Are you comfortable giving an equipment run down?
As far as my gear, I’ve basically got my Macbook, a MicroKorg, an Electribe 2, an M-Audio Interface, an AKG condenser mic, an Ibanez electric guitar, and a Honer acoustic. Luke’s got some of the same stuff, plus more synths, a better computer, and an electric and acoustic drum kit. I can’t really get into specifics more than that haha.
How does your studio set up and live set up differ?
We haven’t actually played a live show yet, but we are wanting to soon. We have a live set, but it’s a little different than our releases. It’s more of a dance set. The main difference would be that in the studio we have a lot of options at our fingertips, whereas for our live set up we want to try to use less equipment and hopefully not rely on a computer.
Do drugs expand your mind or poison your brain?
People have been using drugs since the dawn of time. A drug is anything that alters your consciousness, from caffeine and alcohol to cocaine and acid. It depends on who you are, where you are, and your intentions, but there are probably some things you’re better off staying away from.
Do you think electronic music has lost its way?
Not at all because there are elements of electronic music in almost everything these days. Some areas of the “EDM” scene and other genres may have kind of lost their way for now, but there are plenty of artists out there who are still pushing the envelope and searching for new sounds.
Is experimentation and forward thinking antithetical to making retro music?
I don’t think so. There are so many types of music that were popular a few decades ago that are now considered “retro,” so you really have a huge catalogue of inspiration to draw from if that’s what you’re going for, but I do think it’s important to build on the past to create the future.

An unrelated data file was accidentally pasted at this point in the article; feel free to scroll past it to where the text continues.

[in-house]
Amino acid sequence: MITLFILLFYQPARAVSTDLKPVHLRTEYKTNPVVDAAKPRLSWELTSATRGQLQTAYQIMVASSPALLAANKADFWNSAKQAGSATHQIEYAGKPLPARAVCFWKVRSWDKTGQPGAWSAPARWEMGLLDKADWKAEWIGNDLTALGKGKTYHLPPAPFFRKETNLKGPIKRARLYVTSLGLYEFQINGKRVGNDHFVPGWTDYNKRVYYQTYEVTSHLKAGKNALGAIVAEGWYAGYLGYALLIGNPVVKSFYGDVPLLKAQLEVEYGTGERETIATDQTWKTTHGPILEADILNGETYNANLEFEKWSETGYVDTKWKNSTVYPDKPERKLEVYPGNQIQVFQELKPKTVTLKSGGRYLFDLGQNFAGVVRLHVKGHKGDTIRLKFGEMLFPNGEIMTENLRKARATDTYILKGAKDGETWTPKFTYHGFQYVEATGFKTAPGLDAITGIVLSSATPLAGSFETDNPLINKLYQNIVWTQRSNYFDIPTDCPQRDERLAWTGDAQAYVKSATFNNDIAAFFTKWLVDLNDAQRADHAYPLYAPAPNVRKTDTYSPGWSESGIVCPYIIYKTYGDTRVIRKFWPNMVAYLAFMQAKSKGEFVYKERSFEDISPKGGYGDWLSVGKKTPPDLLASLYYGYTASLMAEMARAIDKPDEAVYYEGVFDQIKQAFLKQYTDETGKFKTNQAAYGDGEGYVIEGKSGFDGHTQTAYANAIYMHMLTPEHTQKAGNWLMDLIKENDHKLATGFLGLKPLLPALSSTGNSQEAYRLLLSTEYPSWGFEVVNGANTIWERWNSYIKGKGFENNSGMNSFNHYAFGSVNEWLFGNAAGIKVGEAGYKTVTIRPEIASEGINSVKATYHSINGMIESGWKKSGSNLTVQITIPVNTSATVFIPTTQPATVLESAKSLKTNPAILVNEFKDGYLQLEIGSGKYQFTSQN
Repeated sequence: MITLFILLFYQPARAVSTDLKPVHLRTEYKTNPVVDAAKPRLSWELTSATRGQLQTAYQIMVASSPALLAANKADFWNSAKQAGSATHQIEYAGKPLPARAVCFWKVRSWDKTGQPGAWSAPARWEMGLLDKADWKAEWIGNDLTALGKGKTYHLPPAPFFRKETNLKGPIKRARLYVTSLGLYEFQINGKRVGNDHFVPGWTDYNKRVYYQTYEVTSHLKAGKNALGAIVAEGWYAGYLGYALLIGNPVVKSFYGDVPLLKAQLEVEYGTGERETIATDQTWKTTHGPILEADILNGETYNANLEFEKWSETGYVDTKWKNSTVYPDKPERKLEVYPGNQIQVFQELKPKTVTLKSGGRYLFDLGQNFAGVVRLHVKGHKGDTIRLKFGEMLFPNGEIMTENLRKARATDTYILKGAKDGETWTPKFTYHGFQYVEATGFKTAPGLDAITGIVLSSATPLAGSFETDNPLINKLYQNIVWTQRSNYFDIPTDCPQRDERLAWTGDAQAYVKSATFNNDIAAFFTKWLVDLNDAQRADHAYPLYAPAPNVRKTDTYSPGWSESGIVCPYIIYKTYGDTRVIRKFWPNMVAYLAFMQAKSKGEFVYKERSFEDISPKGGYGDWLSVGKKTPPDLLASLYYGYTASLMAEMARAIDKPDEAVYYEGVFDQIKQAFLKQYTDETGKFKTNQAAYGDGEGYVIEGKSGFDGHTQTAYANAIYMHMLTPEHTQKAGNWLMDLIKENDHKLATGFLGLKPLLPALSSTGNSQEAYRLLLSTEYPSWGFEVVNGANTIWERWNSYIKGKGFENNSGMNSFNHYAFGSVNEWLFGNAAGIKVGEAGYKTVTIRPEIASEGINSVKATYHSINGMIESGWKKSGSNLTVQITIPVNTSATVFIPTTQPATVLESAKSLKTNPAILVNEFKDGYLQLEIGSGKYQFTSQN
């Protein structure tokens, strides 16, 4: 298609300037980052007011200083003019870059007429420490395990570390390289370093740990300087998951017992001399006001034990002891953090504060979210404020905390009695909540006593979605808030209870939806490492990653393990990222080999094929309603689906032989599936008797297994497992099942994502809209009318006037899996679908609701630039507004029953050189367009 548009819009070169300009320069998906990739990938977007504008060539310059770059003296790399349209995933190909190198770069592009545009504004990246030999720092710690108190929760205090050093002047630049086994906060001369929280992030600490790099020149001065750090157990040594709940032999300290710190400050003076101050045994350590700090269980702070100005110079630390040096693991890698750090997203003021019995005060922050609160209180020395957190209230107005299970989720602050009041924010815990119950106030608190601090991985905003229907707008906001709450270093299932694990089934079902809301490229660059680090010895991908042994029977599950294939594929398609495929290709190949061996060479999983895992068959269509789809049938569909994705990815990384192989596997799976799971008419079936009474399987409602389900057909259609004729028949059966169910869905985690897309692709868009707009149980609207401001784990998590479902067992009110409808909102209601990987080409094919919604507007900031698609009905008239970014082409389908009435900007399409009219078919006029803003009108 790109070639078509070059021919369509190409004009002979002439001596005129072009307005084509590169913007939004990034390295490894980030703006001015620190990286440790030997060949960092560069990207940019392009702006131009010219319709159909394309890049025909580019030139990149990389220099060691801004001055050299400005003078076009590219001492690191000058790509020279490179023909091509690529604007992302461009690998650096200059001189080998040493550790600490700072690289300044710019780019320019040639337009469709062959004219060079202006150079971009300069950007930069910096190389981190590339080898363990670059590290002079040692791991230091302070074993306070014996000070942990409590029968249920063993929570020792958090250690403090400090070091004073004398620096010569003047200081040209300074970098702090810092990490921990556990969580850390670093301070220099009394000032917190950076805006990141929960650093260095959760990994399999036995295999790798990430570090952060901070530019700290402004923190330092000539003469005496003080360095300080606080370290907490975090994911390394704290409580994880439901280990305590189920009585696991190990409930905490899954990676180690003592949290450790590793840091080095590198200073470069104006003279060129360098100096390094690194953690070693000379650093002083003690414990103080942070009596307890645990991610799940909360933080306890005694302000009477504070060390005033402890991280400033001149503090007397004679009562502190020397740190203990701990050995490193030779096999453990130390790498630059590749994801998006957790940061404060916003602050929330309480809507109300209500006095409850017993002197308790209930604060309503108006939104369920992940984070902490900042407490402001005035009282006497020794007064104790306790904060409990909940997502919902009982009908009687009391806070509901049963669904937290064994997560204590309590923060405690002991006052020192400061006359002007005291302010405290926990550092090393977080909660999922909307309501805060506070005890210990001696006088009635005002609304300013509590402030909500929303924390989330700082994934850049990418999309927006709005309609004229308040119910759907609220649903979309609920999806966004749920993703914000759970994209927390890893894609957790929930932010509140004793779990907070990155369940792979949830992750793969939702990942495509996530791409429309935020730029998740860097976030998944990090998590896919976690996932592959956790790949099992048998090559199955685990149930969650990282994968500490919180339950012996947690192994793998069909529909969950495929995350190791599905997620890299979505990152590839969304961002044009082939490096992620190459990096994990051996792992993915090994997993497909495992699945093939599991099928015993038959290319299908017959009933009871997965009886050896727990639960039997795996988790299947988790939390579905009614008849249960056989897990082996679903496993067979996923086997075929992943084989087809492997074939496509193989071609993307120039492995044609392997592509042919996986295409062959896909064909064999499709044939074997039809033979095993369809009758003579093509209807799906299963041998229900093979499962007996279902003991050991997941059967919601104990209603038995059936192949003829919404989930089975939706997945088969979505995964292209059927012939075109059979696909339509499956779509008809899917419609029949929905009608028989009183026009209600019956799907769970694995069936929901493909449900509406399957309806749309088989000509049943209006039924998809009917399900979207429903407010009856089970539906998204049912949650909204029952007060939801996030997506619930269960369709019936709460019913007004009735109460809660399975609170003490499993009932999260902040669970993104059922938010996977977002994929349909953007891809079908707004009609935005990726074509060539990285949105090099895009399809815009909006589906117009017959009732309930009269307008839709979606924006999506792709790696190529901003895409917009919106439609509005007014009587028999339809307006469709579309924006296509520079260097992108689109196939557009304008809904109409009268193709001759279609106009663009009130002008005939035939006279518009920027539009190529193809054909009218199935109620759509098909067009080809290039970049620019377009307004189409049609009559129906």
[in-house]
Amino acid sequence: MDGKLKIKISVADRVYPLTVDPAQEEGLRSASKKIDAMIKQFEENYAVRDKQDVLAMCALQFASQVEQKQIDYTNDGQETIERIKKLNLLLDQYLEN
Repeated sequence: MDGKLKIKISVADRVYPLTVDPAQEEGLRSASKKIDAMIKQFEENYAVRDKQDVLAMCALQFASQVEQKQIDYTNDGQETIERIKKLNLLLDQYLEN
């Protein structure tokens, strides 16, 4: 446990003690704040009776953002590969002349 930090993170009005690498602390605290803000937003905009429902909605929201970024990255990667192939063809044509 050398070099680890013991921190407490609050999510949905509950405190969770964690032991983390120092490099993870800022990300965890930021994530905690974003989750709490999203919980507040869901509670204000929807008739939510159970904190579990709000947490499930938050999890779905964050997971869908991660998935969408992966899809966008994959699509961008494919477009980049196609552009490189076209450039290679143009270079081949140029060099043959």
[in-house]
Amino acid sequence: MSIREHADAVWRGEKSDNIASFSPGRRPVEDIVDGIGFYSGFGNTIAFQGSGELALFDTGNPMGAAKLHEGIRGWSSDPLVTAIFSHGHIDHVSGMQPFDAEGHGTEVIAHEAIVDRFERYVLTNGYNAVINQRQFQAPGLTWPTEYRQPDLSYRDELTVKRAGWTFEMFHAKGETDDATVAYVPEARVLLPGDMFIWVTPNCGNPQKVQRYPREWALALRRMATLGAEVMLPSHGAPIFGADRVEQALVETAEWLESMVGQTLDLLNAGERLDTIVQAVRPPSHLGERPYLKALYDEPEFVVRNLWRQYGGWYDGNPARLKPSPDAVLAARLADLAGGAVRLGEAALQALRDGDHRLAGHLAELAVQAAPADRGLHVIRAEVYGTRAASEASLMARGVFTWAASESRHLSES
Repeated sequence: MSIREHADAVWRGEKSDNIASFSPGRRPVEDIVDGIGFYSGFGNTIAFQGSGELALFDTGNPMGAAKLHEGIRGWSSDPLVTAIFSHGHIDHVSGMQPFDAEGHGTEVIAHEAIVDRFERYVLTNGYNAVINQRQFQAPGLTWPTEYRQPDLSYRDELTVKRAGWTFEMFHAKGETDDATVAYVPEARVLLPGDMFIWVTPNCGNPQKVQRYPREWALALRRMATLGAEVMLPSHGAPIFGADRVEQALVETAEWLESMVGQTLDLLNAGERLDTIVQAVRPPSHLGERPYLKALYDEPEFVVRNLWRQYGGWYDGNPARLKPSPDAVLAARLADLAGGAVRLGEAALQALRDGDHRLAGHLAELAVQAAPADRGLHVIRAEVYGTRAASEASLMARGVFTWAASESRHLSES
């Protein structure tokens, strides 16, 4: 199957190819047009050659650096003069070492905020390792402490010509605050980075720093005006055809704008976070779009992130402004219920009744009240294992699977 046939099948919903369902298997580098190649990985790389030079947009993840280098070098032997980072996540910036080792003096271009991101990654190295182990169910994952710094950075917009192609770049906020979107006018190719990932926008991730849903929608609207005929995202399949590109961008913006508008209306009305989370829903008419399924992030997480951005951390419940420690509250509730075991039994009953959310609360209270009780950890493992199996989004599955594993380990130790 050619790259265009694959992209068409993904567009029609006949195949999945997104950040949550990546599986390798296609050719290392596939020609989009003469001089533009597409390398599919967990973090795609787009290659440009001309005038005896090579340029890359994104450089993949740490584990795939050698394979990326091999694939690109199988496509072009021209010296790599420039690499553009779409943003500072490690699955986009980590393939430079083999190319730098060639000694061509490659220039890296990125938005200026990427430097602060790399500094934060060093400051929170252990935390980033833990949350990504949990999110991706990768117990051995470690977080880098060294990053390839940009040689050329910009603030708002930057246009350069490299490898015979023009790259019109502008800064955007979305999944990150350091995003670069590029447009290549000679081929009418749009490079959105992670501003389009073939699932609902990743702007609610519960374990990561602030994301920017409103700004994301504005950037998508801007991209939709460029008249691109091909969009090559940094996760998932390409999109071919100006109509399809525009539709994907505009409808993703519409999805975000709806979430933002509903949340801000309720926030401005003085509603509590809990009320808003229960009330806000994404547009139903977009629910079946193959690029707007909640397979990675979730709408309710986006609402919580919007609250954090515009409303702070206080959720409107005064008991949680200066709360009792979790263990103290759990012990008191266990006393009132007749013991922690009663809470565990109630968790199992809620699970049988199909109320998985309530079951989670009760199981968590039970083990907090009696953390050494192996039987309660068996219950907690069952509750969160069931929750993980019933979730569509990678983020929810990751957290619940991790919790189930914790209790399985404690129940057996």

What are your thoughts on dance music? Is it mindless body music, or transformative?
There are all types of dance music, from African tribal drum rhythms to the modern DJ set. Dance can be a beautiful art form and way of expressing yourself. It can also be a bunch of drunk people shaking their butts.
What are your thoughts on cassette releases?
I dig them! I’ve got a small collection going. Actually, one of the first new cassette releases I bought was your album, Hexagon Computer Vision Technologies. I think the coolest part about them isn’t necessarily the music, but having a physical connection to the artist.
I love it when you get a note thanking you for your support, it’s a small gesture, but you know that someone also went through the effort of dubbing the tape, packing it and shipping it to you. It’s kind of cool, like back in the day when your friend used to give you a tape of songs off of the radio or something. I really like that aspect of tape releases.
What’s the last thing you listened to?
Probably the CD I have in my car right now, the latest Animal Collective release, “Painting With.” It’s pretty much been in there since the album dropped haha. They are one of my favorite groups to listen to. I love their rich layers of sound and how they are always doing their own thing.
What is love?
Baby don’t hurt me, no more.. Just kidding. On a more serious note, love is an action and it is a verb. It’s something that you do, it doesn’t just happen to you. I think it’s often misunderstood. People wait around for “the one” or only want to love those that love them or think like they do. Love doesn’t even have to be reciprocated. It’s a process of accepting things the way they are. In a way, it’s the ultimate of “living in the moment.”
Thanks for talking with me! Is there anything you want to add/plug?
Catch a video of Brothercom performing their track, “VHS Dance” below